Film Review: 400 Days

This simulated space-travel odyssey, featuring four characters locked together in a capsule, has just enough plot twists and suspense to keep you from going (like them) too stir-crazy. I said “just.”
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This feature debut from the usually quite cheesy Syfy outfit proposes a space-travel simulation featuring four willing volunteers who agree to be tested to the limits of their endurance. One brainy, pretty woman, Emily (Caity Lotz), is thrown together with three men: Theo (Brandon Routh), queasily just released from a drunk tank after being unceremoniously dumped by his fiancée; Bug (Ben Feldman), who, as his name might imply, is a total space nerd, and Dvorak (Dane Cook), a pushy, swaggering a-hole.

If you are a fan of claustrophobic thrillers, 400 Days is definitely for you. At first, given the extremely constricted circumstances of the situation, you might think, “What else could happen, besides the characters going stir-crazy and eventually turning on each other?” But writer-director Matt Osterman has a couple of very wild cards up his sleeve, which up the suspense and keep you engaged, although, without giving too much away, one of them is a tiresome evocation of Night of the Living Dead. Some moments of humor occur, especially in the exchanges between total opposites Bug and Dvorak, but, unfortunately, the universally lily-white characters are such shallow, single-note conceptions that you cannot get all that emotionally involved in their survival.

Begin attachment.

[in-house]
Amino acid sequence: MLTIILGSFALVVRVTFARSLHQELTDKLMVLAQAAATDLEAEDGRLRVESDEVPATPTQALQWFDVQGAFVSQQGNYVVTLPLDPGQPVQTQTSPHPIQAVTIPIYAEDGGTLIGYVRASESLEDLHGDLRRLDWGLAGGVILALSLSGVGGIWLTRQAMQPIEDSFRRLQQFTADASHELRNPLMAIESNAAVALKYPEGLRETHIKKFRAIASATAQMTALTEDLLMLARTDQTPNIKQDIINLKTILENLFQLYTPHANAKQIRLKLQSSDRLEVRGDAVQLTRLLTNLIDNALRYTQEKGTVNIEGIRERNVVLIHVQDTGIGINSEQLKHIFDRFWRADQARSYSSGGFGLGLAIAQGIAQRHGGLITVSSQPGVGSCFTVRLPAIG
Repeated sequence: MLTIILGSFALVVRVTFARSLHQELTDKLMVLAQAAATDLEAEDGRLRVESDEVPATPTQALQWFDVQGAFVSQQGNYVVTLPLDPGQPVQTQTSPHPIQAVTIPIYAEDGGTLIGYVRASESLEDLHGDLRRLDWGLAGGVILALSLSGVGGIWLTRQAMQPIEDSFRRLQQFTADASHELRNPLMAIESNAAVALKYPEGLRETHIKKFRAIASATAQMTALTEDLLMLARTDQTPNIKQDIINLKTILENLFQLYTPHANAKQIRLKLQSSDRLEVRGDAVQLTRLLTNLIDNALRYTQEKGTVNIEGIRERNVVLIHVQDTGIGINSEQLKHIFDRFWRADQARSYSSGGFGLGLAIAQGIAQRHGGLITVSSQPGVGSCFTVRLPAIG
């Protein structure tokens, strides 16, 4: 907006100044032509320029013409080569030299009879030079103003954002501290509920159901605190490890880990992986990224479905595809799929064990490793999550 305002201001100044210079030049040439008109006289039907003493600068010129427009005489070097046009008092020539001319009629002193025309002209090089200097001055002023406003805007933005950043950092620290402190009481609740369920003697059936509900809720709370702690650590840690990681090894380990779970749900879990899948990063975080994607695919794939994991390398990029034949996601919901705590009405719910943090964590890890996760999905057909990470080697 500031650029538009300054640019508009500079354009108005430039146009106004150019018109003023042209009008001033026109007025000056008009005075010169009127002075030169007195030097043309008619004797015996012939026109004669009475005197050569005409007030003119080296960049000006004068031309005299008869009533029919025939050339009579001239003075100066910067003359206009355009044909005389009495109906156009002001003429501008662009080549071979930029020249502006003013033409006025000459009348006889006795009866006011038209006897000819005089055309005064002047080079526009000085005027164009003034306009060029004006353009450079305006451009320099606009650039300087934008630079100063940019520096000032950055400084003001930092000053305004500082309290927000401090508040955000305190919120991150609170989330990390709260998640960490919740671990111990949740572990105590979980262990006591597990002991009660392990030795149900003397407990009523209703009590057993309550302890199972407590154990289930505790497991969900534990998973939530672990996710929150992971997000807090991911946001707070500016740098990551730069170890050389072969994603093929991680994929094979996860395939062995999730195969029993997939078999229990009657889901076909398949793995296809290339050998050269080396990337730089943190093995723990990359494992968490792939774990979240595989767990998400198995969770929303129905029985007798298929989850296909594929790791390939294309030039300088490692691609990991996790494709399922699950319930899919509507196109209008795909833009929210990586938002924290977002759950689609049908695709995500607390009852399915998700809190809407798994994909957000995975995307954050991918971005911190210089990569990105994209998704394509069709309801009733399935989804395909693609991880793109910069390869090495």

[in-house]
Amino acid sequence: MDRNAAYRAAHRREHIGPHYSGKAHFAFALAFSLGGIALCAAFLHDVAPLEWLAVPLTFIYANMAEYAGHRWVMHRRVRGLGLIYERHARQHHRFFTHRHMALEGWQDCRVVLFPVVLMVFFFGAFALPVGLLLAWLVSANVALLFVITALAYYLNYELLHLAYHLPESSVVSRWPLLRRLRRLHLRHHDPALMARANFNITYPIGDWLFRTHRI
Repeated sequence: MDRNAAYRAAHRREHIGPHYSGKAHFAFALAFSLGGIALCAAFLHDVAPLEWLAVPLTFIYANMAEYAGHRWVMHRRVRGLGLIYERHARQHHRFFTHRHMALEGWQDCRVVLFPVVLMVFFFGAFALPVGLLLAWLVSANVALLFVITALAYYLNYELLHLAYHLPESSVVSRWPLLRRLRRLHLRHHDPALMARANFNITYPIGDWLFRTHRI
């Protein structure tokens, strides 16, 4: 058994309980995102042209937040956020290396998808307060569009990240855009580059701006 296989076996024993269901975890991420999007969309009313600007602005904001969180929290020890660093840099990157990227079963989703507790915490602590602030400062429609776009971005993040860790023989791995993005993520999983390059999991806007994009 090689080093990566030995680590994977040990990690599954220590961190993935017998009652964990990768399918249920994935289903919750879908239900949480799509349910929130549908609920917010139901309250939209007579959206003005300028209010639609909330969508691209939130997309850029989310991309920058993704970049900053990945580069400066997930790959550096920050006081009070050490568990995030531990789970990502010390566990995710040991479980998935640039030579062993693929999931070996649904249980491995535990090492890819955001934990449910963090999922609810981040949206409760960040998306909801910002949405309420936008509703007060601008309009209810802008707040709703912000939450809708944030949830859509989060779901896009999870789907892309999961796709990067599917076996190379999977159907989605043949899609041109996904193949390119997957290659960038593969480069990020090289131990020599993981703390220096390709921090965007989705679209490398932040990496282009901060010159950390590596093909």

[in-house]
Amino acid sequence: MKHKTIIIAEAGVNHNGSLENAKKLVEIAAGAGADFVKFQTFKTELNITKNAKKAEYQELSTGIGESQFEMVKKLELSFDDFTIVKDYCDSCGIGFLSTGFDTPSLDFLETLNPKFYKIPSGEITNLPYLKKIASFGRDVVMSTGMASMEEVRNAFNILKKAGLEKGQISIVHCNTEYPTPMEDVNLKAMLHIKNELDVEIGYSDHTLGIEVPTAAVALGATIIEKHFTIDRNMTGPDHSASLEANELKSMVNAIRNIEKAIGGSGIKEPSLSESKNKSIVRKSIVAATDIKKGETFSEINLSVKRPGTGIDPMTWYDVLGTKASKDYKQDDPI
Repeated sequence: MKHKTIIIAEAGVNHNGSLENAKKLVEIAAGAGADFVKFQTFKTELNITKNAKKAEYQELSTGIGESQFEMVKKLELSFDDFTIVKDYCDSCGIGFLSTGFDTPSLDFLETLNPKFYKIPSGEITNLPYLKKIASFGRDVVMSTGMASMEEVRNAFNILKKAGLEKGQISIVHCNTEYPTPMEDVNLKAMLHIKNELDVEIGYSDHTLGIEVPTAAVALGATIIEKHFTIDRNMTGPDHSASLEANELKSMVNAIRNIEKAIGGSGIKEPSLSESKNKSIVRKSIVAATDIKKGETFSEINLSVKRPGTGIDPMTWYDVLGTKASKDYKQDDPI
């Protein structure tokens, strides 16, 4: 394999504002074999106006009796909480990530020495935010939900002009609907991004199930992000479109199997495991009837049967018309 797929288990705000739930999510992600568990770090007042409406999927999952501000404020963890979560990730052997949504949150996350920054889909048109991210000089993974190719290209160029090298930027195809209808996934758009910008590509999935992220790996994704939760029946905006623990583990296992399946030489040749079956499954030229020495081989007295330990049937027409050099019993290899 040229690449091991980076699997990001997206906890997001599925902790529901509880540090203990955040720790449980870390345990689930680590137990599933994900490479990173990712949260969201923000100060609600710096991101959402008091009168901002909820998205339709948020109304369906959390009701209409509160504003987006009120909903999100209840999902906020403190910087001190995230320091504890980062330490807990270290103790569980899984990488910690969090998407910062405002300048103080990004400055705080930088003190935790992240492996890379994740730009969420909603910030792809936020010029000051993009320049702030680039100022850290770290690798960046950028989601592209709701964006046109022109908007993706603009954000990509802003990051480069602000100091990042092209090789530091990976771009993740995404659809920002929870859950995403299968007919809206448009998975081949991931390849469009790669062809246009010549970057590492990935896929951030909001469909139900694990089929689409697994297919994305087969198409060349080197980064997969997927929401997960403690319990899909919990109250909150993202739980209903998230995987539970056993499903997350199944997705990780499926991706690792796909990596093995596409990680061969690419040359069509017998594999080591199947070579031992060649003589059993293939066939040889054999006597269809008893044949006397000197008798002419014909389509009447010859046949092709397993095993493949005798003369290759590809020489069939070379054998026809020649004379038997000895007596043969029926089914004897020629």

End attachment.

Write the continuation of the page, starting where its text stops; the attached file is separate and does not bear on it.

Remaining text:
The film is quite well done from a technical standpoint, which helps to no end. Doubtlessly made on a limited budget, it has a perfect, clinically pristine look to it, evoking 2001: A Space Odyssey and myriad other rocketship opuses.

The actors do what they can to flesh out the skeletal outlines of their roles.   Routh and Feldman are interchangeably handsome in a blandly brunette, male-model manner, although the first is stuck as stalwart leading man and the second just geeks out continually. Cook does his specialty, brutish weisenheimer–think William Bendix on too many steroids, and you have to wonder if his movie typecasting ever gets him down. (He was the one standup comedian whom Joan Rivers, usually unfailingly generous to those in her profession, said she never got.) Lotz competently plays out the womanly paragon she is here assigned:  thoroughly professional, sensitive and nurturing to a fault and, most importantly, of course, blonde.

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